Hidden CCTV cameras target fish poachers
It is a sunny but fresh Sunday morning on Lough Egish in County Monaghan.
Dotted around the lake are up to 60 anglers, all vying to catch the biggest or most pike in a competition organised by Ballybay Angling Association.
But there is a problem.
The lake is just one of hundreds along the border area which locals claim is under threat because of poachers.
"The pike that have been caught are all very small," explained local angler David Warrington.
"They are in or around the 2lb mark or lower."
Newry man Thomas McCabe has reeled in six small pike so far but is not happy.
"My brother and I would have fished this lake on a boat a lot and over the years he has caught some 20lb fish but last year we fished it a few times and got nothing, no fish," he said.
The further side of the lake is less windy, where Steven Powell from Newtownhamilton is also waiting patiently for a pike to bite.
"Five years ago you would have been guaranteed a fish an hour or two hours but now you could be here all day and might not catch anything," he said.
He said he is frustrated but not defeated.
"It is really enjoyable and there is an adrenalin rush if you do catch something or you are catching steady throughout the day, it is active, maybe not as much as football, but it is active if you are doing it right," he added.
Inland Fisheries Ireland said there was no scientific evidence that poaching was leading to a decline in stocks but Ronan O'Brien, an assistant inspector with the agency, conceded that illegal fishing was a problem.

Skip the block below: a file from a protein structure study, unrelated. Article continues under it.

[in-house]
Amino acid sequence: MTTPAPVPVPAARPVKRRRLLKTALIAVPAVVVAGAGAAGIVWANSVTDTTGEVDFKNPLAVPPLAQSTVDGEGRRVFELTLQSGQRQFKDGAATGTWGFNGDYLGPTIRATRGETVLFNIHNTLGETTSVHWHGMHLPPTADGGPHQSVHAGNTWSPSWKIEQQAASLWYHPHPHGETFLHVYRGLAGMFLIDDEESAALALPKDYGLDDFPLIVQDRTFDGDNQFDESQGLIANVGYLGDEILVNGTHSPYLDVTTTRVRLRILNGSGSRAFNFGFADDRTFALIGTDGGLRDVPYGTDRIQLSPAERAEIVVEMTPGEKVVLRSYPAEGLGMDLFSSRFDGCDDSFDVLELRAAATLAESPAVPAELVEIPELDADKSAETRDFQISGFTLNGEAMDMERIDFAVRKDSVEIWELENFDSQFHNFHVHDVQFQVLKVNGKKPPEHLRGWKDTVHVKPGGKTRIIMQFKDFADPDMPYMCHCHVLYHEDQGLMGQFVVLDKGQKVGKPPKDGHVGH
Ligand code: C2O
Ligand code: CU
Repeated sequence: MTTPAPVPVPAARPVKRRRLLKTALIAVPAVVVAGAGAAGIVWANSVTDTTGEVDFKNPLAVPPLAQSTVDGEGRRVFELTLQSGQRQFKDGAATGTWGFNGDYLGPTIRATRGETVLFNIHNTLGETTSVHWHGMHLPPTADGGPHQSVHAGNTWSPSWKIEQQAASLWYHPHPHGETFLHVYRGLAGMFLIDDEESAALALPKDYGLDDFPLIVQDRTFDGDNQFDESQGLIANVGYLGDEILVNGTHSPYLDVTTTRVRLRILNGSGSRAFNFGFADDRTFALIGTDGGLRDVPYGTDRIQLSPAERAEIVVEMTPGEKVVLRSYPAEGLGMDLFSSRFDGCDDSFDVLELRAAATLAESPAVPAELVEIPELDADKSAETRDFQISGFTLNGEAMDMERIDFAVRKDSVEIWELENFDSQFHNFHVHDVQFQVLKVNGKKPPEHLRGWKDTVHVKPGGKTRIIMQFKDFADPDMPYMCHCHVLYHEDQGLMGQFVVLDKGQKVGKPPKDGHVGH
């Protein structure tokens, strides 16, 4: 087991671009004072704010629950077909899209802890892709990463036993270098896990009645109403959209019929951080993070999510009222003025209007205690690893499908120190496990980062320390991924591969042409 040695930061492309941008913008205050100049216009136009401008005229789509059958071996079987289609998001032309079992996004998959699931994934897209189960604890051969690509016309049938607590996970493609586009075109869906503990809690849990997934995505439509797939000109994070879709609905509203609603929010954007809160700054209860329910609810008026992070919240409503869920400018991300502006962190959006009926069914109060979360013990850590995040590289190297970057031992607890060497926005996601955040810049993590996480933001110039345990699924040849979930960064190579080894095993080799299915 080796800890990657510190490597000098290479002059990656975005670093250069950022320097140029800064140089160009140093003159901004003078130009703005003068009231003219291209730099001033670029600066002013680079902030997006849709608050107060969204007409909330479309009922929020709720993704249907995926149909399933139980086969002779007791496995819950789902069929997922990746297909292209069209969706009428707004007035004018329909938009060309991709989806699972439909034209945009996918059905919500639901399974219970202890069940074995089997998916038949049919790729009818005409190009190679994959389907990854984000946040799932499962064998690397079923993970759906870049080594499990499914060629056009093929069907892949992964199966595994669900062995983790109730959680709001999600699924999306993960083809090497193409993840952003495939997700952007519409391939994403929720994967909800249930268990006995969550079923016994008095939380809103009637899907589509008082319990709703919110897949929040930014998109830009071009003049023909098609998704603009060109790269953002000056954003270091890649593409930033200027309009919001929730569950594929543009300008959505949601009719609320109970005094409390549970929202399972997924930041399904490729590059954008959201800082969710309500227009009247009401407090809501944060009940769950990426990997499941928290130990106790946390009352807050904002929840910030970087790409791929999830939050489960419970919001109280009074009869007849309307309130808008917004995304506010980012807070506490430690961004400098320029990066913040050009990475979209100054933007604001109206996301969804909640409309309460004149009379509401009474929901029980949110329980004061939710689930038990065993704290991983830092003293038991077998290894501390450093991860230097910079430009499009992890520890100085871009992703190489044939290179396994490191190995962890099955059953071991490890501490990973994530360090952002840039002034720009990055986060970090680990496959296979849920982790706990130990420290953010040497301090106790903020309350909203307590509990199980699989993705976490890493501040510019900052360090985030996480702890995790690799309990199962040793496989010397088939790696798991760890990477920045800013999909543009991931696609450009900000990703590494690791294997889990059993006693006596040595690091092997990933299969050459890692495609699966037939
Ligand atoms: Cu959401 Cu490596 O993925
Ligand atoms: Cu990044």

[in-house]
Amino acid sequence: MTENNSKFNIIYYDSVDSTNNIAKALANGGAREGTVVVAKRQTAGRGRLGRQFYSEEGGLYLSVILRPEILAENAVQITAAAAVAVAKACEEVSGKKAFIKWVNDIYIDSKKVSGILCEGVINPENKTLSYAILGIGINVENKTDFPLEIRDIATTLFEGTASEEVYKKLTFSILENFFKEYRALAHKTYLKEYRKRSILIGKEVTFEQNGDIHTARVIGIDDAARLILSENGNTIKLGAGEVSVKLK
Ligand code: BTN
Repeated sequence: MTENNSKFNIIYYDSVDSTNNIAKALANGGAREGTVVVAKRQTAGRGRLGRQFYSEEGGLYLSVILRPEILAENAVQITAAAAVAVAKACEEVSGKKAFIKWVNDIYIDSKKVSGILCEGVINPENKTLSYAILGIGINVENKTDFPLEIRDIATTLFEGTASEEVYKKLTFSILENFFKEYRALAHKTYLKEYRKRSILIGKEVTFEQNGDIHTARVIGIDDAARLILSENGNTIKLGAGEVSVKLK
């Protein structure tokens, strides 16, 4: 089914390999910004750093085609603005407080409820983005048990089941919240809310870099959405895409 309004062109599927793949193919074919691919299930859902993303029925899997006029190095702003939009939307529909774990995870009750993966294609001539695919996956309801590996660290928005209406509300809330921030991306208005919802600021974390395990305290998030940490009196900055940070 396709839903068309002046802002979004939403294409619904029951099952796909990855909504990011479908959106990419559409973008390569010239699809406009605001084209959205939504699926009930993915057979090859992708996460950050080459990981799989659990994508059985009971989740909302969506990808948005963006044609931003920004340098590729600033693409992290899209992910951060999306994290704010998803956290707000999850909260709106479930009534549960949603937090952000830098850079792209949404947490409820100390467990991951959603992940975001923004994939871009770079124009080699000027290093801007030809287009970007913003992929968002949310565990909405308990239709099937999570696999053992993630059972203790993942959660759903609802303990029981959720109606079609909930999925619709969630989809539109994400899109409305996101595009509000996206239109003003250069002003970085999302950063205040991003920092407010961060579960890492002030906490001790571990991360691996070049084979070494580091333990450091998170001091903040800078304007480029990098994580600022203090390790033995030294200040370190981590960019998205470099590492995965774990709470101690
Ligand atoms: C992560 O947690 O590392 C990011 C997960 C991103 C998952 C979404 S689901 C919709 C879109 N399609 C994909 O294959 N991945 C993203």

"In the last five years it has become more significant and new legislation has led to more prosecutions and more on the spot fines being issued," he said.
"Sometimes there are anglers who go out and just stretch it a little bit further than you should, maybe get a pike over 50cm and decide to keep it.
"Poaching is more organised, there are organised groups who net rivers and lakes using methods other than rods or lines such as bottles or floats with hooks attached, long lines, set lines."
The semi-state agency is taking the lead on poachers and has rolled out hidden CCTV cameras at a number of rivers.
"We will get instant messaging to say that the camera has been triggered and we can retrieve the footage across the phone to see what's going on," said Mr O'Brien.
The ecosystem needs protection from poachers but so too does Ireland's economy.
A recent report by Failte Ireland showed that dedicated angling tourism accounted for 73,000 visitors last year, spending 58m euros in the Republic's economy.
Back on Lough Egish in County Monaghan, Thomas McCabe explained the magic of fishing.
"It's the same kick that any man would get out of golf or motor car racing. You might catch that wee fish in one cast but the next could be the fish of a lifetime."